Rabbi Judah Monis
was North America’s first college instructor of the Hebrew language and author of the first Hebrew textbook published in North America. Monis was also the first Jew to receive a college degree in the American colonies. His conversion to Christianity made him a figure of some controversy to both Jews and Christians.
Monis was born in Algiers in 1683, into a family of formerly Portuguese conversos. Educated at Yeshivas in Italy and Holland, Monis later served in synagogues in Jamaica and in New York. By 1715 he was the owner of a small store in New York City, teaching Hebrew on the side. By 1720 he moved to Cambridge, Mass., home of Harvard College and an area in which very few Jews lived.
At that time, all Harvard undergraduates except freshmen were required to study Hebrew. Harvard assumed that no Christian gentleman could be considered truly educated unless he could read the Bible in its original language. Encouraged by friends, Monis presented his personal, handwritten manual of Hebrew grammar to the Harvard Corporation in 1720, for their “Judicious perusall.” He was granted an M.A. degree by the Harvard University, the first Jew to receive a degree and the only one for a long time to come. He made an impression on the Boston clergy, the educated men of his day, to be “truly read and learned in the Jewish cabbals and Rabbins, a Master and Critic in the Hebrew”. Two years later, the corporation “Voted, That Mr. Judah Monis be approved instructor of the Hebrew Language,” making Monis the first-ever full time Hebrew instructor at Harvard University.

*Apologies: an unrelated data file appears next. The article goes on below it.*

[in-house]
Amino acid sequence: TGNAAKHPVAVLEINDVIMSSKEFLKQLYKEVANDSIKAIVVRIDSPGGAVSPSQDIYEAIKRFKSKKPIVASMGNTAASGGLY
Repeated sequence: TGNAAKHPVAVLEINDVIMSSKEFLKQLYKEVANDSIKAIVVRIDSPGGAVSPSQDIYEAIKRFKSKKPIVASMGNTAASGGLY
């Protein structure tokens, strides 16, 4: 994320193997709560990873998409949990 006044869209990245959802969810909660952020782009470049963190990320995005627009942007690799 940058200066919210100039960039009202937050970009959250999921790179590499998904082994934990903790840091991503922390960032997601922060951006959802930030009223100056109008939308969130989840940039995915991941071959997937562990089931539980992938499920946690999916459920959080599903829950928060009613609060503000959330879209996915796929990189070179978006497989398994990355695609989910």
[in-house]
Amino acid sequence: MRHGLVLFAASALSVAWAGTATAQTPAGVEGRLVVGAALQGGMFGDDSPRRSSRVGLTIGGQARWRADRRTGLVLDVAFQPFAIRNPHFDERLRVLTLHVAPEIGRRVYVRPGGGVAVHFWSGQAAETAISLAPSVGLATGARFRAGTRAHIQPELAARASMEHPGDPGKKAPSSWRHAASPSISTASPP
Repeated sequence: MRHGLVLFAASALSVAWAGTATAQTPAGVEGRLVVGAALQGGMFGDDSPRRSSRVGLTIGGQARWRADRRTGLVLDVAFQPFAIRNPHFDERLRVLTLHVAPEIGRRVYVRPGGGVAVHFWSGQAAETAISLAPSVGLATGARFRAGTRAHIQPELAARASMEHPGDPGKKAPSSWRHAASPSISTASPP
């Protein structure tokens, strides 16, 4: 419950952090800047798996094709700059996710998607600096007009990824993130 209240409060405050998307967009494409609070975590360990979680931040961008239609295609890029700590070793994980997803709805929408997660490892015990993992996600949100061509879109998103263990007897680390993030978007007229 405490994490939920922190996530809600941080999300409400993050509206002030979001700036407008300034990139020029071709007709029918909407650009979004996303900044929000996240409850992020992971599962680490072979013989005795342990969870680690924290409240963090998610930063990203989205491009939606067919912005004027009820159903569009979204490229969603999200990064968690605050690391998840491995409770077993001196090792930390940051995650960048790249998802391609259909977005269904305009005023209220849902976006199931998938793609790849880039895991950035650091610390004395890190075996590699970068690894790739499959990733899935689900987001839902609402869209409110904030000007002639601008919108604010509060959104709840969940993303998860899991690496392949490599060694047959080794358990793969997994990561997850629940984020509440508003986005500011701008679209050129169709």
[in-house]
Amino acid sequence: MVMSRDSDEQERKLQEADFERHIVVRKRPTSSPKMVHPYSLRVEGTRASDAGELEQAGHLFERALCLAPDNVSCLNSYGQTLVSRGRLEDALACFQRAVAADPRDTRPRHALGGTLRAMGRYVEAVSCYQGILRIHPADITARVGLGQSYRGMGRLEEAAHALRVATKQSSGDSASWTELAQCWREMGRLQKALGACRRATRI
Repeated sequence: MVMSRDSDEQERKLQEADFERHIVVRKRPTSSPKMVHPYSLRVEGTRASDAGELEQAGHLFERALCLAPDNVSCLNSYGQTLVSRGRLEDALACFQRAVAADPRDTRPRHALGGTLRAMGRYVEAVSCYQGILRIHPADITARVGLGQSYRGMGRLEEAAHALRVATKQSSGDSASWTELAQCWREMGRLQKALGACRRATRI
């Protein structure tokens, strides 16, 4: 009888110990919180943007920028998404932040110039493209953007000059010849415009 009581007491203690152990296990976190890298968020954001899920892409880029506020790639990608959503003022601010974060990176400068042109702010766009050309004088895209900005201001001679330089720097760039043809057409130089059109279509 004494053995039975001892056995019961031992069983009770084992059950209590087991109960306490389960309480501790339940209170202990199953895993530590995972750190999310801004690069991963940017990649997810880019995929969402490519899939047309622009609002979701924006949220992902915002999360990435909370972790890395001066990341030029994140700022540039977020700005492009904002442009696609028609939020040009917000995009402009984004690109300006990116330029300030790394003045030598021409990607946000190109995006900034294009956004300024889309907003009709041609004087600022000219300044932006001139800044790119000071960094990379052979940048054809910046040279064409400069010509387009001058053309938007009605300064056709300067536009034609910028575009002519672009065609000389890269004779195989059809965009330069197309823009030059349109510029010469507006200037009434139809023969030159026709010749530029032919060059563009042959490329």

On March 27, 1722 Monis was publicly baptized in the College Hall at Cambridge, at which time the Reverend Benjamin Colman delivered A Discourse… Before the Baptism of R. Judah Monis, to which were added Three Discourses, Written by Mr. Monis himself, The Truth, The Whole Truth, Nothing but the Truth. One of which was deliver’d by him at his Baptism (Boston, 1722). Monis’ essays are an apology and defense of his new faith, and in support of the doctrine of the Trinity drawn from “the Old Testament, and with the Authority of the Cabalistical Rabbies, Ancient and Modern.” Monis argues here for the divinity of Messiah, not only with the authority of the sacred oracles, but even by the opinion of the Jewish authors of old; and answers all the objections that the discourse brings forth out of Isai. 9. 6,7; concluding with a word of exhortation. These may be found on the web at
Monis’ Christian peers seem to have been sceptical of the sincerity of his faith, according to Hannah Adams; well they may have, as it certainly suited his career at the time to be a Christian. The fact that he also continued to observe the Shabbat (the seventh day) rather than the Sunday, rendered him suspect in their eyes.
However, Monis had been corresponding with leading Puritan ministers since his arrival in New York, on such subjects as the kabbalah, the trinity and Christian doctrine. He studied the Bible with Cambridge ministers. So his so-called “conversion of convenience” seems to have been the climax of years of study and thought. De le Roi, the historian of Jewish missions in the 18th century, describes him as a thoroughly sincere and thoughtful man, and believed himself that Monis was a true believer. The Jewish community in Europe was outraged and dismayed at his acceptance of Jesus as Messiah and what they saw to be a foreign religion; but Monis insisted that he had become a Christian out of true conviction, and not for opportunism.
Monis’ method of instruction was based on the handwritten text he submitted to the Harvard Corporation in 1720. Each year, his new students had to copy the text by hand, a laborious task that could take up to one month. The archives of the American Jewish Historical Society have a rare remaining handwritten copy of Monis’ text.